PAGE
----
It’s always amazing when angry citizens write letters without doing their homework. Kim Chenoweth’s letter [Oct. 14 issue] was nothing short of speculation that there is some sinister plot in the works aimed at making life easy for the people living in the City of Grangeville. If she had been paying attention at all, done even a bit of research or asked a few questions, she would know that the idea of dumpster consolidation is not new. It has been discussed for almost 10 years, initially with Walco in fact, to address widespread dumpster abuse and costs of collection. A search of the Idaho County website, where all meeting agendas and minutes are posted, reveals that this very issue was discussed with Walco on April 26, 2011, and Oct. 25, 2011.
But that is beside the point. The county has an obligation to provide for the disposal of garbage. Solid waste is an issue that has been wrestled with for as long as I have been a commissioner. This has been done through the collection of fees, added to your tax bill, to cover the costs of providing this service. Additionally, we have the challenge of providing that service to a large geographically and rural area. Because of this, there is a balancing act on how many convenient drop off locations we have vs cost.
The “unmanned dumpster system” has been in place for decades, but it’s not without numerous issues, not the least of which is concern about the environmental impact of blowing debris and the illegal dumping of hazardous materials such as solvents and animal carcasses. For every person who likes the convenience of having a dumpster down the road out of site, near their neighbor’s place, there are 10 others who are concerned and complaining about the overflow that presumably comes from all of the “Grangeville people” filling the nearby dumpsters with all of the stuff they don’t want to take the time to haul to the Walco transfer station. Even by increasing dumpster runs to daily pick up in most areas, and sometimes twice daily pick up on some dumpsters that are heavily hit, the problem is out of control. Numerous individuals have suggested a system that shifts from paying a flat fee for disposal to a “pay for what you use” system. This cannot be done with the current system of unmonitored dumpsters.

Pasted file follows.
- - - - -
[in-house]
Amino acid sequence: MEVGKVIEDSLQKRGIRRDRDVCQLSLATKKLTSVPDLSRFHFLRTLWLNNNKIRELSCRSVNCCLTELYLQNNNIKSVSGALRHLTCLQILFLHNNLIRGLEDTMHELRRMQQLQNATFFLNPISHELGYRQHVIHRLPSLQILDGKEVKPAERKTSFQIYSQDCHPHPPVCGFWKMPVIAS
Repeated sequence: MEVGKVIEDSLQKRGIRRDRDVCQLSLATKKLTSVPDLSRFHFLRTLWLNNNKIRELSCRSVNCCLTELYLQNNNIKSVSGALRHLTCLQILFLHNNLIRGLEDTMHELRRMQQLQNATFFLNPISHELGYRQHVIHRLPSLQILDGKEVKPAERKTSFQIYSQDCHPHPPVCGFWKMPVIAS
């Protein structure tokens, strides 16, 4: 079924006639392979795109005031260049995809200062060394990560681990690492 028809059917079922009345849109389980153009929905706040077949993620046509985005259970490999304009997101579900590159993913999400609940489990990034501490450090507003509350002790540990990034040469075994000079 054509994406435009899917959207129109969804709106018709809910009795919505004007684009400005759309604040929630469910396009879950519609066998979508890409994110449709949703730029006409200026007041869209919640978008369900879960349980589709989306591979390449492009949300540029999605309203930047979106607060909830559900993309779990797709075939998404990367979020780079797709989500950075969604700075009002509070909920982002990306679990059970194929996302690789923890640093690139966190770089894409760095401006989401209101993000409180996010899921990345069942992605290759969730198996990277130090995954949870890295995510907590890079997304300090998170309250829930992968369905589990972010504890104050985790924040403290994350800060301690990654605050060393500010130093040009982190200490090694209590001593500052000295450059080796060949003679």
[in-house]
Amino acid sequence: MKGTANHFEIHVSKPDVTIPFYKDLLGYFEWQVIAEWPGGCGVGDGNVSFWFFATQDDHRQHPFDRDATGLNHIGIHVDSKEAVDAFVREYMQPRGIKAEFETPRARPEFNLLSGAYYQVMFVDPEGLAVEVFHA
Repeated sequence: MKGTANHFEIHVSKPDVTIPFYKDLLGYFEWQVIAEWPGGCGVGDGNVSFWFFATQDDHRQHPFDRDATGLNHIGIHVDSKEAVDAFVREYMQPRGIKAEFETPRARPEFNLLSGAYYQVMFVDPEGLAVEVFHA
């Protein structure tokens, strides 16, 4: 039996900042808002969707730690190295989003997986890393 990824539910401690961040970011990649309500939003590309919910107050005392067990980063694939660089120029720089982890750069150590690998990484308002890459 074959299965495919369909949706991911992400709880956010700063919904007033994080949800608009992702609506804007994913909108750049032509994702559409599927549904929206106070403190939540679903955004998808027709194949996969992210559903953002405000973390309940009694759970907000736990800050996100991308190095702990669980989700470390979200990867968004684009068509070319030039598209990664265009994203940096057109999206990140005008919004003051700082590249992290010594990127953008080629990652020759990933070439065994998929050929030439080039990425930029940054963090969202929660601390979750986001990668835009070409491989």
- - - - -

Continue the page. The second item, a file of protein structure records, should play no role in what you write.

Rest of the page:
For the past four years, at least, we have been looking for property to accommodate a drop location that would be open for regular hours and staffed by someone who could monitor who is actually using the dumpsters. Additionally, this location would be available to handle recyclables-a provision that was not included in the “perfect service” provided by Walco through their RFP submission. The ability to reduce tonnage by accepting recyclables helps everyone, but most especially, the team of volunteers who have operated Idaho County Recycling in Grangeville. The other proposed area drop locations is Cottonwood, Kooskia and Riggins would also accommodate recycling. As mentioned in David Rauzi’s article last week, we have been searching earnestly and have come up with no viable options. Simmons’ purchase of property outside of Grangeville, while not perfect (it will never be the perfect location for everyone) seems to check several boxes off the list of sites that would work.
Perhaps most frustrating of the accusations in Mrs. Chenoweth’s letter is the charge that we somehow disregard the citizenry of this county so much that we would work extra hard to make sure that the most unsightly bank of dumpsters would be conveniently located so all people traveling to or from Grangeville would be able to behold our creation. Had she asked a few questions or done a little research, perhaps she would have joined Bill and Carla Carpenter when they spoke to us of their concerns, rather than writing a letter that offers no solutions for anyone but her.
- Skip Brandt, chair, Idaho County Commission